Insights > Ice Storm Warms Hearts, Opens Eyes

Ice Storm Warms Hearts, Opens Eyes

03/03/2021

Entergy Mississippi retiree Danny Lowery and his wife, Robin.
Entergy Mississippi retiree Danny Lowery and his wife, Robin.
Entergy Mississippi retiree Danny Lowery and his wife, Robin.
Entergy Mississippi retiree Danny Lowery and his wife, Robin.

Utility workers encounter unusual circumstances in the field, ranging from frightening to heartwarming. After retiring in 2018 from a 44-year career as a lineman, Danny Lowery thought he had experienced it all. And then the Entergy Mississippi retiree worked the February ice storm.

Lowery and his wife, Robin, are part of Storm Services Engineering’s scouting teams, one of the contractors Entergy Mississippi hires to assess damage after a severe storm strikes. On February 19, the Lowerys arrived at an address on their assignment list to assess damages. Aside from the power outage, everything seemed typical at first. Then they noticed several women sitting outside in freezing temperatures trying to warm themselves in the sun. One woman was completely wrapped in blankets with only her face peeking out. The Lowerys sensed something was not quite right.

Danny and Robin Lowery have been married 47 years. Danny spent most of his 44-year career in Entergy Mississippi’s Clinton office before retiring in 2018.

Danny inspected the meter base and advised the ladies they needed an electrician. Within a few minutes of conversation, the Lowerys learned they were at an independent living group home where five women with disabilities lived. The women said they hadn’t eaten that day and their food supplies were low. One of the women was dependent on oxygen. Their cell phone batteries were dead and with no way to charge them, the ladies could not call anyone for help. Overwhelmed with compassion, the Lowerys knew they had to do something to help.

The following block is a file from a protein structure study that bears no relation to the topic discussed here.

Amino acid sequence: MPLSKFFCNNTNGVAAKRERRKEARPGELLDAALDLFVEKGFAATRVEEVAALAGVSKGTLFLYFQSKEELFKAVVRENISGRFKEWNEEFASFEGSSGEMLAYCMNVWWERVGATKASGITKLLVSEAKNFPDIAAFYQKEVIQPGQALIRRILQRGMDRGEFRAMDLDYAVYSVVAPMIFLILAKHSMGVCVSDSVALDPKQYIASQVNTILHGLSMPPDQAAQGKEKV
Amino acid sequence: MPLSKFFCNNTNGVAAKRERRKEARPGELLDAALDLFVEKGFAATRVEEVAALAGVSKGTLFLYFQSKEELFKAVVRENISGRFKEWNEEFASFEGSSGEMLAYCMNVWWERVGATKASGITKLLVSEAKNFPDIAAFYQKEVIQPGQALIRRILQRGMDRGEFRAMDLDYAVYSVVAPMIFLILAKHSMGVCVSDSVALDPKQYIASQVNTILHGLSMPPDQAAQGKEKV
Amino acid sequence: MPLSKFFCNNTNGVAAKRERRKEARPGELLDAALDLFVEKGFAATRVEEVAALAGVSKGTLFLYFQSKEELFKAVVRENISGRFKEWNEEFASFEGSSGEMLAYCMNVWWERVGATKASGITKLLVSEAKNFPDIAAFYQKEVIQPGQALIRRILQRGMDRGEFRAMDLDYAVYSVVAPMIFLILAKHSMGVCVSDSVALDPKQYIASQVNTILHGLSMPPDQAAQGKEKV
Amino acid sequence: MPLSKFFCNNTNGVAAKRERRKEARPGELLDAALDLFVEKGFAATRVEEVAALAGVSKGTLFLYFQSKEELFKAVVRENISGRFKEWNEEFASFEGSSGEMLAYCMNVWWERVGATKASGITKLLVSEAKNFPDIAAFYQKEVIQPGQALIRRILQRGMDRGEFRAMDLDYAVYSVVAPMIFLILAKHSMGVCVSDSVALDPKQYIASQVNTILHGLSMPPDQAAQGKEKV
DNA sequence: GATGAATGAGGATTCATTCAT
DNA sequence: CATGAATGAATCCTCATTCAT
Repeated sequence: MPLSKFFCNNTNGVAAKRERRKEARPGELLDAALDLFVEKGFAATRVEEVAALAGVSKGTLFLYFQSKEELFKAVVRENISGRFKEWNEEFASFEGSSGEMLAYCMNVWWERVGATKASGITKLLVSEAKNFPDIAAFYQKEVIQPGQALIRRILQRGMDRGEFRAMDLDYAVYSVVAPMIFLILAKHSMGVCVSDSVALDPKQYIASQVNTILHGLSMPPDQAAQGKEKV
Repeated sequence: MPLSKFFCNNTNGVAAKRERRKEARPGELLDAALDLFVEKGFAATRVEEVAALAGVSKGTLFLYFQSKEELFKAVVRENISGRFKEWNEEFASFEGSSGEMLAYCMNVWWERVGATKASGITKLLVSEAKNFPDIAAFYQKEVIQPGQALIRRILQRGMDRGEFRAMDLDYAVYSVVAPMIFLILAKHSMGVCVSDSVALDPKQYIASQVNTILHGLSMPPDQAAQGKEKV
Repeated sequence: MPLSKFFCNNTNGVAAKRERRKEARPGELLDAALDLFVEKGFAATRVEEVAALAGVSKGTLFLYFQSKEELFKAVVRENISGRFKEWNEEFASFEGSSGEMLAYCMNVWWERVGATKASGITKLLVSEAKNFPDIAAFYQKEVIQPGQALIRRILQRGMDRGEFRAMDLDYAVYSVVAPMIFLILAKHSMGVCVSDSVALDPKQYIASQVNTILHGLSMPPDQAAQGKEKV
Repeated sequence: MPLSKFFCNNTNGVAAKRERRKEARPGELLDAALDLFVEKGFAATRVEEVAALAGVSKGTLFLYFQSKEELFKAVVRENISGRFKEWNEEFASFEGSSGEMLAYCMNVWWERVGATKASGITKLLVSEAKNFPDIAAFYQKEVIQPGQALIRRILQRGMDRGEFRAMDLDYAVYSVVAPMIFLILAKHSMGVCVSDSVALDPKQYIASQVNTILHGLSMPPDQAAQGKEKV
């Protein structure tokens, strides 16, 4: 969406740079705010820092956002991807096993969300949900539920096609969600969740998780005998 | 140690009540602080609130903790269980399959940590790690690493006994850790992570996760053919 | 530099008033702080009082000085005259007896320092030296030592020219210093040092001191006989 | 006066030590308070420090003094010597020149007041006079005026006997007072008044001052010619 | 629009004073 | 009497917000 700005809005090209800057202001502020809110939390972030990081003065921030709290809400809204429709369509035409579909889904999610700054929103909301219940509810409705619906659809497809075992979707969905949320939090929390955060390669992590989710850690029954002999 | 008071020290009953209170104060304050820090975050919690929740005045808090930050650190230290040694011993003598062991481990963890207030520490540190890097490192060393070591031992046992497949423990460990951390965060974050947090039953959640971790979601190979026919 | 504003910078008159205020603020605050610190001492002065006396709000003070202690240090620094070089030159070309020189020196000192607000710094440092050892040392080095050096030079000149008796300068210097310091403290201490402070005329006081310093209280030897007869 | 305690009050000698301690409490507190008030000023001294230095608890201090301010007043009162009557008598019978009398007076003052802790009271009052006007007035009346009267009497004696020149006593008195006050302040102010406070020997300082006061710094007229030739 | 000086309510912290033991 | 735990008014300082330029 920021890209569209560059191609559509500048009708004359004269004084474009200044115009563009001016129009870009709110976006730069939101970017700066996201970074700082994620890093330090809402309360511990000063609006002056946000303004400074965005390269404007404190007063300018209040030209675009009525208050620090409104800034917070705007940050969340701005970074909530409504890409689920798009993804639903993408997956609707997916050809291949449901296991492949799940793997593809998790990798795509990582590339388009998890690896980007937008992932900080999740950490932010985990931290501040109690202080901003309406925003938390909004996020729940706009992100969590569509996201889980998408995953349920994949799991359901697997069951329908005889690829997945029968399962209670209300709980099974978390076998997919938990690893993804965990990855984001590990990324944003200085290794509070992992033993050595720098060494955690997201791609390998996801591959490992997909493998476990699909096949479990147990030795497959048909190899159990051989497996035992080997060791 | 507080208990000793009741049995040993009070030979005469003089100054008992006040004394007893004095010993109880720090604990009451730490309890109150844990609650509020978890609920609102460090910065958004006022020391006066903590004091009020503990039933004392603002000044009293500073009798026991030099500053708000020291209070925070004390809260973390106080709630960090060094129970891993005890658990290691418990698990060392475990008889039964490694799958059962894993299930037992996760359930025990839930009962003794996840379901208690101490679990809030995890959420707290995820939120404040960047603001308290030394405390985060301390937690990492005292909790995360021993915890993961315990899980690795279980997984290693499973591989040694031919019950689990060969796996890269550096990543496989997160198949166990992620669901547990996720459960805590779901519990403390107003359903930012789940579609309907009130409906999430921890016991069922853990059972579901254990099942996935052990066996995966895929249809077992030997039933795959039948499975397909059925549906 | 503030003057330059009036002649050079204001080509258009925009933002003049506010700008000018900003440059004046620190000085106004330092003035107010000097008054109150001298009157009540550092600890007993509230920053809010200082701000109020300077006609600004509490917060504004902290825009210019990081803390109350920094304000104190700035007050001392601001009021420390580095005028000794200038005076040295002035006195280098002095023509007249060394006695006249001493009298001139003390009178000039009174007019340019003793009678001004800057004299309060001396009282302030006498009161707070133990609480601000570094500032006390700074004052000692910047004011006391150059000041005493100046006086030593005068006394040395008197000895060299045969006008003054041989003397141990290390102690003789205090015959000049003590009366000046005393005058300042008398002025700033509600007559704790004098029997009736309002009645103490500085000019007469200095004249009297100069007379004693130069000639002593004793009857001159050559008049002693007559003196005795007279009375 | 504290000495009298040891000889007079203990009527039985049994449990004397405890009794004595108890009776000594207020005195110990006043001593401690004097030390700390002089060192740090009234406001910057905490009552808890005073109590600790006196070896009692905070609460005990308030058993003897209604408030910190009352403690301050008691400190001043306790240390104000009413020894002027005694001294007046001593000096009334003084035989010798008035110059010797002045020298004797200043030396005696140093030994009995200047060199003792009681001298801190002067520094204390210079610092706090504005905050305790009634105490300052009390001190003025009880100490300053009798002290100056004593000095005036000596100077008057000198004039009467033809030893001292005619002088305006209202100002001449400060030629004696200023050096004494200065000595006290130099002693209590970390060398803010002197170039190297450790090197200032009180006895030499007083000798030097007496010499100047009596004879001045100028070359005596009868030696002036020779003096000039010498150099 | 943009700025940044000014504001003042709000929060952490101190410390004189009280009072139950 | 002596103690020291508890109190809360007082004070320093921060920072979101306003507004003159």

“When we’re working a storm, we carry food supplies with us,” Danny said. “Robin immediately gave them all we had in our truck. It was just Vienna sausages, canned tuna and bread but they were so appreciative. We also let them take turns getting warm in our truck with its heated seats and the heater going full blast. They loved it.”

Danny was able to contact the home’s owner and explain the repairs required before power could be restored. He also got the sheriff’s department to come out to ensure the ladies’ safety until the property owner arrived to take them to a hotel. Danny said the women were terrified at first and thought they would be responsible for the damages caused by the outage. Robin comforted them and held their hands while reassuring them that help was on the way.

“It struck my heart to the core that these women were dependent on someone else for their well-being,” Robin said. “My eyes were opened to consider who lives at the property where we’re working and what their needs may be during this kind of crisis. If we hadn’t talked to them and asked questions, we wouldn’t have known that they were hungry and scared on top of being cold.”

Robin said in the future, she’ll be more observant of whether the people inside the homes and businesses on their storm assignments may need help. Danny agreed, saying this experience opened his eyes, too.

“I’m finding out there are a lot of group homes like the one we encountered,” he said. “It’s not something I expected looking at the outside of the home. Fortunately, we realized this was a different situation than most.  Anyone on our team could have been assigned to work that ticket and they would have reacted the same way.

“If you’re questioning something in your mind, follow through on it. My hope is that others will hear our story and do the same.” 

 


Leyla Goodsell
Senior Communications Specialist